Can your gut microbes affect your mood? That preposterous theory has now been well demonstrated in animals, and more recently, humans. The microbes that chase the blues are called “psychobiotics”.
Through various avenues, your microbiota can communicate with your brain. If your microbiota gets out of balance, you can quickly become anxious. If you’ve ever suffered food poisoning, you know the feeling. This is called dysbiosis, and if you can’t shake it, you can end up with chronic inflammation and long-term depression.
Learn how a sour gut works and how to fix it. With some unexpected suggestions, Anderson and his two brilliant coauthors, Cryan and Dinan, show readers how to address chronic inflammation and then how to support a happier psychobiotic microbiota.
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From the book:
Microbes surround us and suffuse us. We are seriously outnumbered. A single bacterium, given enough to eat, could multiply until its brethren reached the mass of the earth in just two days. That’s a big clue to their superpower: they are excellent at reproduction. They are also profligate interbreeders and think nothing of swapping genes with whoever is nearby. They are so promiscuous that biologists can’t even positively identify many of them. Their DNA is shot through with genes borrowed from other species—even other kingdoms of life. Dose them with antibiotics, and they may just depend on a passing virus to grab a handy antibiotic resistance gene. They can mutate every twenty minutes, while humans try to counterpunch with genetic evolutionary updates every ten-thousand years or so. They are genetic dynamos, running circles around us.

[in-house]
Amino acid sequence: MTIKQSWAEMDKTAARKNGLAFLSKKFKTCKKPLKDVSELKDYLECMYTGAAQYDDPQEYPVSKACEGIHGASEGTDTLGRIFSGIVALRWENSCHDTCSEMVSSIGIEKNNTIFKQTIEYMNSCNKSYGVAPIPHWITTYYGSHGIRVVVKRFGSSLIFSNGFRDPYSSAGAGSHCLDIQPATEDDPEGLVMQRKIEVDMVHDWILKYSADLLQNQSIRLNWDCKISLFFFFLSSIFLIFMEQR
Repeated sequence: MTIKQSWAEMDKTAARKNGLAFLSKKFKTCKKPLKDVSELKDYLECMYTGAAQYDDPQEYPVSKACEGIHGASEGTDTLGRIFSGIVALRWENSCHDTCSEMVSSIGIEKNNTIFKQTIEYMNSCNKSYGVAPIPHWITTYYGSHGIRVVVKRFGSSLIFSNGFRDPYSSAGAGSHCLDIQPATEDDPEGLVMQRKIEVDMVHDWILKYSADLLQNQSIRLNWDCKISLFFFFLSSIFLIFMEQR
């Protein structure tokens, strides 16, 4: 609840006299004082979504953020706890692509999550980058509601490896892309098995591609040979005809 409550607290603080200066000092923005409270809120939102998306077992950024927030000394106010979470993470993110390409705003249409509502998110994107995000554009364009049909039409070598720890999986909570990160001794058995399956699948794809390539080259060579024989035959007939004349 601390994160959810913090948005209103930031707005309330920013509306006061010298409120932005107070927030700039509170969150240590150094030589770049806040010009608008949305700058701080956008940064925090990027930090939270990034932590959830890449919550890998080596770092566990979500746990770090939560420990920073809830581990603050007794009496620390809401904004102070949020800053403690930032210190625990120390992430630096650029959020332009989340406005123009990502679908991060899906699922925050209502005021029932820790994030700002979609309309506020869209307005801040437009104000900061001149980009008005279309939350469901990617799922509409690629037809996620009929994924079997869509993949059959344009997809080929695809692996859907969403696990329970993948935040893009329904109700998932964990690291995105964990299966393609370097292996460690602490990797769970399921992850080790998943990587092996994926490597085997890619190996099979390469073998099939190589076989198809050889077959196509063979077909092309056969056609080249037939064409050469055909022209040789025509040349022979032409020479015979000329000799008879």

Ted Dinan gives a brilliant talk about psychobiotics.
John Cryan with a thought-provoking TED talk about psychobiotics.